Pothos (also known as golden pothos or devil’s ivy) is a hardy indoor plant with lush, heart-shaped leaves that grow on vines. Pothos is also one of the easiest houseplants to grow entirely in water. Because it’s so sturdy, you can keep your pothos plant alive quite easily. It’s the perfect plant for starting your water-growing journey with your houseplants.
- Can pothos grow in water forever?
- When should I grow a pothos in water versus soil?
- Does pothos grow faster in water or soil?
- Can I grow pothos in water after starting it in soil?
- How long does it take for pothos to root in water?
- How to successfully propagate pothos in water
- How much light does pothos need?
- How long can pothos live?
Can pothos grow in water forever?
So, how long can pothos live in water? Pothos vines, with proper care, have the capability of thriving in water. A pothos plant can live for years, so as long as you follow some tips to ensure nutrient-rich water and an ideal environment, your water-growing pothos should be around for quite a while.
Step 1: Because water does run out of oxygen, you’ll want to make sure you replace the water for your pothos every one to two weeks.
Step 2: Use a liquid fertilizer to ensure that the water has the proper amount of nutrients for strong growth.
Step 3: Remove the plant and clean the container as soon as you see any signs of algae growth.
As we all know, with water comes the potential for algae growth. Most likely, you’ll opt to grow your pothos in a glass container (because, let’s face it, seeing the roots is pretty neat). Choosing something opaque could slow the growth rate of algae.
When should I grow a pothos in water versus soil?
Pothos are more than happy to grow in soil, but sometimes the plant can get overwhelming. The more it grows, the more you’ll have to do to propagate, split, and repot to keep the pothos happy.
Growing pothos clippings in water is a surprisingly lower maintenance way to keep the plant happy and healthy around your home. Not only that, but the plant will grow slower, so it won’t become unruly, and if you plant it in a clear jar, you’ll be able to check in on the roots and make sure they’re doing okay.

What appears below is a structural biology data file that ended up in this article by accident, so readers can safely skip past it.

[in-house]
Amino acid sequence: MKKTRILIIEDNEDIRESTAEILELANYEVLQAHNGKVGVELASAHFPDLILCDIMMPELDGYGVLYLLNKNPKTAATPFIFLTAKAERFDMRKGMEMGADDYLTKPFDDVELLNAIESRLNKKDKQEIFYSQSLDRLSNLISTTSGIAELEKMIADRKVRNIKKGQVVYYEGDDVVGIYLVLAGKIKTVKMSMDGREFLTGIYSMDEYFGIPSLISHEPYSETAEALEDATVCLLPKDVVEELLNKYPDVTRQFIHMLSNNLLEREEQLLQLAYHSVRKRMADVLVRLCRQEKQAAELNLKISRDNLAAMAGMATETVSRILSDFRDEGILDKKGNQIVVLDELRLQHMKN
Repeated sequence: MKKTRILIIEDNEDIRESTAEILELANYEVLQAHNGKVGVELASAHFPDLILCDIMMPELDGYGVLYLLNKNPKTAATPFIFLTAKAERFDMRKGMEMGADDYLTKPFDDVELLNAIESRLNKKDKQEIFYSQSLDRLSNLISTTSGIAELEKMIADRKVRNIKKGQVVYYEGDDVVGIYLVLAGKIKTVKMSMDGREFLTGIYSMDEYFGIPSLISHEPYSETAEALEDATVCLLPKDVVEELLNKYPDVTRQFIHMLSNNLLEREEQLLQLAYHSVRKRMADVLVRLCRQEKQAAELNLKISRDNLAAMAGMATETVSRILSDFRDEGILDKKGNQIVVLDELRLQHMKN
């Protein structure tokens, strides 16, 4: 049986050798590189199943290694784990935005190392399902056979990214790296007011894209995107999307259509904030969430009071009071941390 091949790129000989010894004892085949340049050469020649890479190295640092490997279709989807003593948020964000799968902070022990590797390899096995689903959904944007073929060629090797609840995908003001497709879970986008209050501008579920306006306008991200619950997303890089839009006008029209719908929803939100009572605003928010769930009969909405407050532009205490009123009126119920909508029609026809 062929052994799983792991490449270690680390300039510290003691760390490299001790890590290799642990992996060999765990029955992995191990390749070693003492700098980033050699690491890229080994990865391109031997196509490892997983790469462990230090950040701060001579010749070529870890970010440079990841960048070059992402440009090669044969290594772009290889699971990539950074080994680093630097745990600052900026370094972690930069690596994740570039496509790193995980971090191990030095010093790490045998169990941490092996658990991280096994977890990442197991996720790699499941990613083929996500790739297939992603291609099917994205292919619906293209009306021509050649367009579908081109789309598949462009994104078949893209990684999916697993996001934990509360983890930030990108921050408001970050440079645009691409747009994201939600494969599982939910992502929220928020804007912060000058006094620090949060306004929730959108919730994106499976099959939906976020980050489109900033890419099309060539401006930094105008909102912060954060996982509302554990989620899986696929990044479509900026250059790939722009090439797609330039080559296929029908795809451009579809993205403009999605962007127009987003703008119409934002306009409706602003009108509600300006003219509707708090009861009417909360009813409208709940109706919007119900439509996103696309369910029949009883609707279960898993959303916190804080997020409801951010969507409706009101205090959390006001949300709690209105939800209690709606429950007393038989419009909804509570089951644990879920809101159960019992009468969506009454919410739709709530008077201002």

Does pothos grow faster in water or soil?
There’s no cut-and-dry answer. Both soil and water can have successful growth rates, and it depends entirely on how attentive you are to the pothos and its needs. If you’re actively watering a pothos in soil the way it likes to be watered, then you’ll have no trouble with the growth compared to pothos plants that are in water.
The big question now is how to grow pothos in water. In order to match the growth rate of a well-taken-care-of, soil-potted pothos, you’ll want to be sure you’re putting a ton of nutrients in the water for your pothos to thrive off them. When done properly, you’ll match (or even slightly exceed) the growth rate of a pothos planted in soil.
Can I grow pothos in water after starting it in soil?
It's possible to transplant a pothos from soil to water after it has already started growing/been growing in a pot; however, don’t be surprised if it takes time for the pothos to acclimate to the new environment. It may end up losing a leaf or two, but after an adjustment period, it should grow just fine.